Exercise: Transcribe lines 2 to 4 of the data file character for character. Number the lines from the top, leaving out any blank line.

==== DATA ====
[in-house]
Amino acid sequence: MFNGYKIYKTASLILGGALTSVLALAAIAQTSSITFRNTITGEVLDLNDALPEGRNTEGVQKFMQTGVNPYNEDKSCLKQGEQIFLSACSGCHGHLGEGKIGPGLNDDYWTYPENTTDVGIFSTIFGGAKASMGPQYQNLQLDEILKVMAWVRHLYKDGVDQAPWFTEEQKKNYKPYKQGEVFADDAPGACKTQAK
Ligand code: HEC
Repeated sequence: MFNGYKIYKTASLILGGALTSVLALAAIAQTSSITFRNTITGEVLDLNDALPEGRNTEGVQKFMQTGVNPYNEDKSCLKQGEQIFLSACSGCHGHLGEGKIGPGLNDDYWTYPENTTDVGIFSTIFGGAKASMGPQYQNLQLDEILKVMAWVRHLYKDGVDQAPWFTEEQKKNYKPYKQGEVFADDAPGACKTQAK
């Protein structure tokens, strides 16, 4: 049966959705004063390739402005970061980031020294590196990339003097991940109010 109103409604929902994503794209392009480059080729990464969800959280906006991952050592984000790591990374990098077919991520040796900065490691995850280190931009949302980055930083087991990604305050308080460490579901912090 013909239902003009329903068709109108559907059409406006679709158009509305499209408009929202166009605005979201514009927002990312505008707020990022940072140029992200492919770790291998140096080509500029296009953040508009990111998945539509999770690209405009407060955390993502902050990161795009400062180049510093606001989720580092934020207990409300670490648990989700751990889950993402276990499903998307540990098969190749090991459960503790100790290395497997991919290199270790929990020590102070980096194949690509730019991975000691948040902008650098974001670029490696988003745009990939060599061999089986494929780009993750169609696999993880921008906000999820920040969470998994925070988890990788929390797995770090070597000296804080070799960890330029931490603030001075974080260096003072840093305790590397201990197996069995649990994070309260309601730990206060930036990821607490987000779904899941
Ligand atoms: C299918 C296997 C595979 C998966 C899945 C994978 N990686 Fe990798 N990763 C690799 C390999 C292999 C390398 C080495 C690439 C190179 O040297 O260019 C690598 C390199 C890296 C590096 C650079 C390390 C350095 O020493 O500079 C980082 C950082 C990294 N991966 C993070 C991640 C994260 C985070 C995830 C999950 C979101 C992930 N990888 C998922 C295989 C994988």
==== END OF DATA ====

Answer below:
Amino acid sequence: MFNGYKIYKTASLILGGALTSVLALAAIAQTSSITFRNTITGEVLDLNDALPEGRNTEGVQKFMQTGVNPYNEDKSCLKQGEQIFLSACSGCHGHLGEGKIGPGLNDDYWTYPENTTDVGIFSTIFGGAKASMGPQYQNLQLDEILKVMAWVRHLYKDGVDQAPWFTEEQKKNYKPYKQGEVFADDAPGACKTQAK
Ligand code: HEC
Repeated sequence: MFNGYKIYKTASLILGGALTSVLALAAIAQTSSITFRNTITGEVLDLNDALPEGRNTEGVQKFMQTGVNPYNEDKSCLKQGEQIFLSACSGCHGHLGEGKIGPGLNDDYWTYPENTTDVGIFSTIFGGAKASMGPQYQNLQLDEILKVMAWVRHLYKDGVDQAPWFTEEQKKNYKPYKQGEVFADDAPGACKTQAK